4. Study of Design Considerations for Government Infrastructures in Hong Kong under Extreme Temperatures

Funded by Architectural Services Department, Hong Kong Government (Amount: HKD 1,950,000)

 

According to Hong Kong Observatory’s climate projection, the warming trend will continue for the rest of the 21st century.  Even under the medium-low and medium-high greenhouse gas concentration scenarios, the number of very hot days will increase significantly, and the number of cold days will continue to drop.  It is therefore necessary for Hong Kong to strengthen resilience to the increasingly warm weather with increasing heat extremes and reduce the impacts on the population and physical structures.

 

The objectives of the study are to carry out research to study the effects of extreme temperatures and their potential impacts on major Government infrastructures in Hong Kong; and to advise on the possible measures / action plans for consideration by the Government to alleviate the impacts in respect of Government infrastructures design under extreme temperatures. The team approached the study using a scoping approach based on existing literature and data.  No study-specific experimentation, calculation or simulation had been conducted in this study.  The study team has hoped to provide a generic and scoping understanding of the Study using a three-stage approach: (a) review, (b) impact understanding, and (c) initial recommendation and further work required

 

This 8-month study includes the impact of extreme weather on EIGHT focus areas: (1) Energy use, comfort and building design; (2) Urban built environment; (3) Building materials; (4) Highway structures and the associated elements; (5) Road pavements; (6) Coastal structures and facilities; (7) Waterworks structures and facilities; and (8) Stormwater drainage, sewerage and associated facilities.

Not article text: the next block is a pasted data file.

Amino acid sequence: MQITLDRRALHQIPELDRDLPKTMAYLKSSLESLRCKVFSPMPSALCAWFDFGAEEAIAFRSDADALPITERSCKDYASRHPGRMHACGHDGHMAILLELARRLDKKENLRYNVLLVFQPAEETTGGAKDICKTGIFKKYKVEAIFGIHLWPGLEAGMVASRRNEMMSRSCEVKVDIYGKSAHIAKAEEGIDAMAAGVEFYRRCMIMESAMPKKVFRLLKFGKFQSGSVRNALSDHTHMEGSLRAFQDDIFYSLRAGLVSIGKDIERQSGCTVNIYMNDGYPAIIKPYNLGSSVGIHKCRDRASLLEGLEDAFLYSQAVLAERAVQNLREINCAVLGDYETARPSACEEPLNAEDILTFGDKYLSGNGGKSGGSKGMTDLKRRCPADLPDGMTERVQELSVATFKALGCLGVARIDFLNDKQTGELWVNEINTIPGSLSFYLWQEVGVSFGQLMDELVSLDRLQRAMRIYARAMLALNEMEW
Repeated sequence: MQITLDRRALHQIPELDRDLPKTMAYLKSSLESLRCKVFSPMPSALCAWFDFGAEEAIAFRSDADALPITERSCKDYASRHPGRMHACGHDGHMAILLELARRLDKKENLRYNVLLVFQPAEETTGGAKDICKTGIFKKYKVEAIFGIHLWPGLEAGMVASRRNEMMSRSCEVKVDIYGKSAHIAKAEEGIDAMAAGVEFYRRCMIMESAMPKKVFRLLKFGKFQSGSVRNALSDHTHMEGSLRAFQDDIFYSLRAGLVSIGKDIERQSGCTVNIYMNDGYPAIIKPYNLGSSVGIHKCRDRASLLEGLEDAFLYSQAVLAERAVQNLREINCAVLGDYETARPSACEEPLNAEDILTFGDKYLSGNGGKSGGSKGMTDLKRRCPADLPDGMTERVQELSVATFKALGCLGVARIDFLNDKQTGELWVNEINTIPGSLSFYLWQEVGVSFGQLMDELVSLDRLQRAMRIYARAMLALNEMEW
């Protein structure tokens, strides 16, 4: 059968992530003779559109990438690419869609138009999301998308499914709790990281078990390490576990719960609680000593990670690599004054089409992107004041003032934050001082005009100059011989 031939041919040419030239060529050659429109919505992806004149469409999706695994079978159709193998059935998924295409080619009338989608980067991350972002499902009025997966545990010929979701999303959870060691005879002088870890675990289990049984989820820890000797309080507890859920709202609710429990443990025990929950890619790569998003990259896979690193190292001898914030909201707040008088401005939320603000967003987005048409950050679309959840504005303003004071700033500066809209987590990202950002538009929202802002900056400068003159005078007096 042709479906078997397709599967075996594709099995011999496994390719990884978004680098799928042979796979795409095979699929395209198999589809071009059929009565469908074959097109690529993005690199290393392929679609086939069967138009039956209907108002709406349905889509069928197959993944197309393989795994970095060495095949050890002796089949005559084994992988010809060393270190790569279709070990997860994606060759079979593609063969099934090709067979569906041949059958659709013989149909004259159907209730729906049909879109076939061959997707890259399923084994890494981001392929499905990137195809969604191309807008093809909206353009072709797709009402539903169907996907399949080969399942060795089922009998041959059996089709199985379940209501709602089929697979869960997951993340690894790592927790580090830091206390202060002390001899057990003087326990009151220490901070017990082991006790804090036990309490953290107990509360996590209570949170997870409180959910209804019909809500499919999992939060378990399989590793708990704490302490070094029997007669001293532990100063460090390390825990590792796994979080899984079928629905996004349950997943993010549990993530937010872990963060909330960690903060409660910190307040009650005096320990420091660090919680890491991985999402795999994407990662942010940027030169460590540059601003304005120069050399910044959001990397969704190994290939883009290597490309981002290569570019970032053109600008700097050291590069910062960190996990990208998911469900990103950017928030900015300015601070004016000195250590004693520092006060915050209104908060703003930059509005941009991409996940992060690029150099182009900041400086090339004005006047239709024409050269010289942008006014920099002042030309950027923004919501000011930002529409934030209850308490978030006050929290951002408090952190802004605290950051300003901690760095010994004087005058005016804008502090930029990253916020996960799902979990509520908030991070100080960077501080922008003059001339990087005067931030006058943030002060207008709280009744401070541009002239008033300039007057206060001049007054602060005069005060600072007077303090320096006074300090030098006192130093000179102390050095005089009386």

Study4 GovernmentInfrastructures 1

Figure Cation: Impacts of Extreme Temperatures on Infrastructure

 


 

5. Designing better urban green spaces for active ageing in high-density cities

Funded by General Research Fund, Research Grant Council, Hong Kong (Amount: HKD 621,992)

 

Green and open space in urban area has gained attention in recent years, especially for its capacity to improve the well-being of ageing population in high-density cities. Including Hong Kong, Asian cities is expecting a rapid growing elderly population, and promoting healthy ageing will become a major challenge. The aim of this study is to understand elderly’s perception, usage of urban green space, and develop design practices and evidence-based design guidelines for urban planners and designers based on the findings. We investigate the elderly’s perception, usage of urban green space in their neighbourhood as well as their health by questionnaire survey and conduct statistical analysis to determine their interrelationship.

 

Site audit and questionnaire survey has been conducted in urban green space across districts in Hong Kong. Results show that elderly’s usage pattern varied across types of urban green space, which are different in size, landscape design and facilities offered. Certain perceived qualities of urban green space have also been identified to be linked with elderly’s usage intensity, which could help in promoting the use of these spaces. The next step is to put these findings into application. Urban planners and designers will be engaged for seminars and workshops, the collaboration will work in an effort to contribute to the existing design guidelines and industry practices.

 

Study5 GreenSpaces 1

 

 Figure Cation: Typical Urban Green Spaces commonoly used by elderly people in Hong Kong. 


 

6. The impacts of future urban development on the urban climate of Hong Kong: A numerical modelling approach

 Funded by PROCORE-RGC Research Grant, Research Grant Council, Hong Kong

 

Numerical models are powerful tools that enable the quantification of climate conditions over cities for future or hypothetical scenarios. Such information is crucial for environmental risk assessments, heat-health impact studies, strategical urban planning, and climate change mitigation. The objective of this study is two-fold: to improve the performance of fine-scale urban climate simulations for high-rise high-density cities using Hong Kong as a case study, and to examine the effects of different urban development scenarios on the city’s urban climate and provide practical recommendations for urban planning.